Case Details


CID Authority

Filing State



Kentucky Court of Appeals




ABC Corp. v. Commonwealth ex rel. Conway, 2012 Ky. App. LEXIS 156 (Ky. Ct. App. 2012).


AG authority to issue subpoenas is upheld, even though the subpoena did not recite the reason for its issuance. AG must have a reason for issuring the subpoena.

Case Description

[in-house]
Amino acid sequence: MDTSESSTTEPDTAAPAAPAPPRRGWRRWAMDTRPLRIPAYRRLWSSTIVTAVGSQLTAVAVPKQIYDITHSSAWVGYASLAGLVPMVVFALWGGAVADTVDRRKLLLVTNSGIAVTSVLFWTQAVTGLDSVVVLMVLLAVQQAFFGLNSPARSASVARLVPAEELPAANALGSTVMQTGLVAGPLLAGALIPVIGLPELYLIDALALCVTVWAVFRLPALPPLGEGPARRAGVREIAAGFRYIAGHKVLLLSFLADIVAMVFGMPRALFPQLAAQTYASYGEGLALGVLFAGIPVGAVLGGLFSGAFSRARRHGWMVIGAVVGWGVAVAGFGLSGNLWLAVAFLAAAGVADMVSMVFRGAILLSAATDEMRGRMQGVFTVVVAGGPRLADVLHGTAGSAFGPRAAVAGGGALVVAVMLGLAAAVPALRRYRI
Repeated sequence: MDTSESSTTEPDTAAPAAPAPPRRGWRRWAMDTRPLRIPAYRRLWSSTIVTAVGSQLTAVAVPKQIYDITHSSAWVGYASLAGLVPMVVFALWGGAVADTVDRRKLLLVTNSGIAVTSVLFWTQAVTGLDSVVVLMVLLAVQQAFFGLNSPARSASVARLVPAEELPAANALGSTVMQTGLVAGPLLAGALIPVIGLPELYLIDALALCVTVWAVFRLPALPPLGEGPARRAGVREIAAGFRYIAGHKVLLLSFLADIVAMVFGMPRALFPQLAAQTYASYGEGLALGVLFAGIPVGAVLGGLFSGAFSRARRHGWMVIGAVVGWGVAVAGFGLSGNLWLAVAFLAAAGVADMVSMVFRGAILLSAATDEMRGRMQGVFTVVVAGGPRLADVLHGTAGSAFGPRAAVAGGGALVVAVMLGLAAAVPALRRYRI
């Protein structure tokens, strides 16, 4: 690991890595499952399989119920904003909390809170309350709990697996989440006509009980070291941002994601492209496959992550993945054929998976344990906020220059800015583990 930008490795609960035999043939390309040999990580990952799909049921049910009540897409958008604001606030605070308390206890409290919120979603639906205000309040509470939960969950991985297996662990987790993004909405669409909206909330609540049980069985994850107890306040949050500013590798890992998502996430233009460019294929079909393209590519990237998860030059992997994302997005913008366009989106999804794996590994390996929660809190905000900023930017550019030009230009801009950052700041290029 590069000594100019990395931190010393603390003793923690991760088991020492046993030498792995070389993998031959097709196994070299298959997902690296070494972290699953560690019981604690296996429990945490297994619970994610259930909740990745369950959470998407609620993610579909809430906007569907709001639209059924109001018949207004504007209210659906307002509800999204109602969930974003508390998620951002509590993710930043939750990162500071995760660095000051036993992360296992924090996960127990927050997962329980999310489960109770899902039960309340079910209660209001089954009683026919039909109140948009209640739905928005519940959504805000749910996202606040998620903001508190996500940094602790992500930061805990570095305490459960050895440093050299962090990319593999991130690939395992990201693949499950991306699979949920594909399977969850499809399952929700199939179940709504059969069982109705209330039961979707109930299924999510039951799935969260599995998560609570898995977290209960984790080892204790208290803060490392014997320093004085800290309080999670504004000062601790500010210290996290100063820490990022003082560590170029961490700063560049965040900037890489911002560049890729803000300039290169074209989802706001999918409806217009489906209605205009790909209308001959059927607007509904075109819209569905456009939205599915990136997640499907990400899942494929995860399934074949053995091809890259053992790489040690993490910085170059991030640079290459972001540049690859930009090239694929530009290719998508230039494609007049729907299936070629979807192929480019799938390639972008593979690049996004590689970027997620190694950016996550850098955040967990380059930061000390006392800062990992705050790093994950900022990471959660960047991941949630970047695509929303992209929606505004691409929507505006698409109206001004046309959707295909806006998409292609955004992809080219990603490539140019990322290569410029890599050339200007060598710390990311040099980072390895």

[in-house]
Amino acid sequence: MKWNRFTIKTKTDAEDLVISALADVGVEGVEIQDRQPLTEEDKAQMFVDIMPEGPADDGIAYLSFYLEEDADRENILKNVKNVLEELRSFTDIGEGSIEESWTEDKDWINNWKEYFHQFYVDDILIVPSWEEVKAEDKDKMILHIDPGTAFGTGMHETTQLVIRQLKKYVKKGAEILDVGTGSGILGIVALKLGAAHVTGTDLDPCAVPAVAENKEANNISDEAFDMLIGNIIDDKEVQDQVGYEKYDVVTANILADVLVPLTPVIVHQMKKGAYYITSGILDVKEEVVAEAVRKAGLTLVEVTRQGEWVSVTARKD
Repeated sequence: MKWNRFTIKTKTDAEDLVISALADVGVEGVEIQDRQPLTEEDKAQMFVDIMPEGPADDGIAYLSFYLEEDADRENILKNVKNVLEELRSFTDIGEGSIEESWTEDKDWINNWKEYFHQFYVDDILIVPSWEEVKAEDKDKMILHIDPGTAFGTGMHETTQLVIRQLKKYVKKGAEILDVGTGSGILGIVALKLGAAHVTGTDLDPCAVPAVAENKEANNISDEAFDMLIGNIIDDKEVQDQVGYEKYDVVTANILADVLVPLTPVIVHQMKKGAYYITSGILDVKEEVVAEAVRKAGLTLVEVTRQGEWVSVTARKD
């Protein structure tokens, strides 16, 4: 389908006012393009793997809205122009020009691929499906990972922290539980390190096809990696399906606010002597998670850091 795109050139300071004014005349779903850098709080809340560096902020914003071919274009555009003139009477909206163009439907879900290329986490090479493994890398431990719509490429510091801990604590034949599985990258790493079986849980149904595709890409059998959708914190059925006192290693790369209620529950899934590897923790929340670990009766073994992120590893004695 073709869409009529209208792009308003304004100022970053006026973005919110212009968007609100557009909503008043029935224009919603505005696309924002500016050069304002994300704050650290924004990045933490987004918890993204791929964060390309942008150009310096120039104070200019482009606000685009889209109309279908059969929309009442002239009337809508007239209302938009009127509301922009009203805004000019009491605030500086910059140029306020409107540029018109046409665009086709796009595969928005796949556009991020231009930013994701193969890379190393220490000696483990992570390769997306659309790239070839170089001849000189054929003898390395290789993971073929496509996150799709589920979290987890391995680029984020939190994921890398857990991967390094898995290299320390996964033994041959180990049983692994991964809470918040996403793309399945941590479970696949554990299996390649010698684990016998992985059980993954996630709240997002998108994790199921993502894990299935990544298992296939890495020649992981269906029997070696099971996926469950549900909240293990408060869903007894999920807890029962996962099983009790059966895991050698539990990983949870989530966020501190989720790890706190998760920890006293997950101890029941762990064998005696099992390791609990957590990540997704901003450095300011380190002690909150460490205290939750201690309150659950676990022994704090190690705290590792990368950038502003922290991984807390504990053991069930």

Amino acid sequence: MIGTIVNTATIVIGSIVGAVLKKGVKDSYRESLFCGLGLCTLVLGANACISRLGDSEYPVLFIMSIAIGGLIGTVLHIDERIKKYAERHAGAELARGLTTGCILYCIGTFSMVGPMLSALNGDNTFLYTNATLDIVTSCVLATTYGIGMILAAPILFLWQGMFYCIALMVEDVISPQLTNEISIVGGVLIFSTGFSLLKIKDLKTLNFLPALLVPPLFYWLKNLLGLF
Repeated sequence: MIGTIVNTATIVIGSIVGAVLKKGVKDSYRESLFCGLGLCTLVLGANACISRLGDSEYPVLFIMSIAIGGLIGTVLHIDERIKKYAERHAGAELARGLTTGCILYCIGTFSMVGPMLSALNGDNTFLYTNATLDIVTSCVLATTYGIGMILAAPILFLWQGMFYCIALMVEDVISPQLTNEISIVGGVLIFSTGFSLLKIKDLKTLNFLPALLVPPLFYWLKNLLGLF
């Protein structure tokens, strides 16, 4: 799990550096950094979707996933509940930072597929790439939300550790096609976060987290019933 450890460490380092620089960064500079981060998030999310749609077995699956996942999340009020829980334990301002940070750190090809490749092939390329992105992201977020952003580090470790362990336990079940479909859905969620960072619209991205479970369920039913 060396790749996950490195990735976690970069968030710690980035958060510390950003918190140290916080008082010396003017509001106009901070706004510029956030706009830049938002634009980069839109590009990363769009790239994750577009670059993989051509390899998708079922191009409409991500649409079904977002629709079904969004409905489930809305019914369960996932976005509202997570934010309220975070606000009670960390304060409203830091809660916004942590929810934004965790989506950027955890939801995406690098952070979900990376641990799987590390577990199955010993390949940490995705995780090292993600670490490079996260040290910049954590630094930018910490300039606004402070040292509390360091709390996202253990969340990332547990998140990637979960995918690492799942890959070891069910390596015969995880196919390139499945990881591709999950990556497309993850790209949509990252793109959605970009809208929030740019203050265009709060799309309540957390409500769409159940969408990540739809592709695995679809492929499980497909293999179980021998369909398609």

The attorney general of Kentucky issued a CID to National College, a for-profit undergraduate college. The Kentucky Consumer Protection Act (KCPA)provides that the attorney general may issue CIDs either when “the attorney general has reason to believe that a person has engaged in, is engaging in, or is about to engage in any act or practice declared to be unlawful by [KCPA], or when he believes it to be in the public interest that an investigation should be made to ascertain whether a person in fact has engaged in, is engaging in or is about to engage in, any act or practice declared to be unlawful by [KCPA].” National College sued the attorney general, alleging that he had no reason to believe it had violated or was about to violate the KCPA, and that the public interest did not require that he investigate any past or present violation. The trial court held that the attorney general did have authority to issue the CID, and National College appealed. The appellate court affirmed, holding that there was no requirement that the CID recite the reasons for its issuance, and holding “Law-enforcing agencies have a legitimate right to satisfy themselves that corporate behavior is consistent with the law and the public interest.” National College argued that later statutory language required that the information sought must be relevant to the investigation, even if the attorney general is acting under the “public interest” prong of the statute. The court held that “But there must be a suspicion of some wrongdoing or the attorney general would not have a basis to begin an investigation.”